If they aren't stealing from the clients these days, they are stealing from the taxpayer, or helping themselves to antiquities of significant value .... a common enough occurrence in the Scottish Borders, where I once remember a lawyer's safe stashed with valuables from deceased clients ... if only those families of the deceased clients had done something about it ... or even if only they knew ...
Despite all of this, not much news out of the Scottish Government on reforming the legal profession, and stripping them of their prized regulatory powers, which are to be shared with the new Scottish Legal Complaints Commission, which I'm sad to say, seems to be turning into a fairly crooked affair on it's own after word reached me today that a few of the usual suspects are being appointed on orders of the Law Society of Scotland to make sure crooked lawyers still get off the hook ...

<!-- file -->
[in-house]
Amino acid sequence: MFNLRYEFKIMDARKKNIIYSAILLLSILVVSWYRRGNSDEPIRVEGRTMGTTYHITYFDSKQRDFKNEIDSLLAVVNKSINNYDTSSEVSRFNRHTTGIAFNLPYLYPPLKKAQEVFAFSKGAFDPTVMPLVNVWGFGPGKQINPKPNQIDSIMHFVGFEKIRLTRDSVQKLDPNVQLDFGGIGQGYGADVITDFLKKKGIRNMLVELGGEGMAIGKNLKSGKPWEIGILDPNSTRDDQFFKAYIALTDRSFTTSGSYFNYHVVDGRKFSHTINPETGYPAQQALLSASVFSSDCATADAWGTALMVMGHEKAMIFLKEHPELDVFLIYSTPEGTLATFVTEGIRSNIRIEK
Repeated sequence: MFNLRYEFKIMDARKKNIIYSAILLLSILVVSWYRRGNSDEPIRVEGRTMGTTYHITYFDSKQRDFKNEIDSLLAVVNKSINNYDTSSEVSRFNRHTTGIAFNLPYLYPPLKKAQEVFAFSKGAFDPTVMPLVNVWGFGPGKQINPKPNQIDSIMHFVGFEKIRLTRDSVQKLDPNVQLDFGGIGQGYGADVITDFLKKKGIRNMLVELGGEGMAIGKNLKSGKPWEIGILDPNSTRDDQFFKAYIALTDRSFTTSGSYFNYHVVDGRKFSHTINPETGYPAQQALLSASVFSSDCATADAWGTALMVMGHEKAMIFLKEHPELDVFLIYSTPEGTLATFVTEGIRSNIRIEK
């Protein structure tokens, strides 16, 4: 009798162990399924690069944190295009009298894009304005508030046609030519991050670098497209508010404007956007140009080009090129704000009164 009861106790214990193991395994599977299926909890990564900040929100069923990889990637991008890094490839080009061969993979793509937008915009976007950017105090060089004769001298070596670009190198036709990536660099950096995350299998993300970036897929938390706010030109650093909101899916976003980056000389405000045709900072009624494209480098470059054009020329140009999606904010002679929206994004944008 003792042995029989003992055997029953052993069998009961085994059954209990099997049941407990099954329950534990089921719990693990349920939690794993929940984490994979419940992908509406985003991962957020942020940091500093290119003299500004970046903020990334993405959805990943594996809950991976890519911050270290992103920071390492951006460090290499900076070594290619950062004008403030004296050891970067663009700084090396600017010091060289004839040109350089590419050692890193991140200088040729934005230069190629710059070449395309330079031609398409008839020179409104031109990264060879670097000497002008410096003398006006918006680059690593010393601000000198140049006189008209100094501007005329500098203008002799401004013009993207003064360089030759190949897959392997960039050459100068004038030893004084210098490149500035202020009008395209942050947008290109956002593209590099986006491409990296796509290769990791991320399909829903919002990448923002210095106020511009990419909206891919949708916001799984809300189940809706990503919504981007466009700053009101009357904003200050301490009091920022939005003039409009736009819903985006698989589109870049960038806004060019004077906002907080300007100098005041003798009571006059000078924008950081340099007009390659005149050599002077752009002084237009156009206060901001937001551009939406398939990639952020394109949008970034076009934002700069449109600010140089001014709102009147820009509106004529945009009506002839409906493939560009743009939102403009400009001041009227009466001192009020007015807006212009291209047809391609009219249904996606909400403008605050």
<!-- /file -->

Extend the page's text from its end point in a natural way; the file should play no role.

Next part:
Well, with the polluted incestuous system of 'lay membership' we have in Scotland, which the shiny new SNP Scottish Government hasn't tackled yet, and needs to soon, can we expect anything else ? How can justice be seen to be done with everyone sitting on each others committees ?
I wonder what people will think of the Scottish Legal Complaints Commission when to act against the client interest just like the Law Society of Scotland when investigating complaints ... perhaps in the way some of you suggest in comments & emails which, for your own protection, and mine, I simply can't publish !
Perhaps even, clients should form their own investigative commission to look into complaints against lawyers, and then challenge the likes of the SLCC when it might perhaps, carry on the same culture of injustice where the Law Society left off ?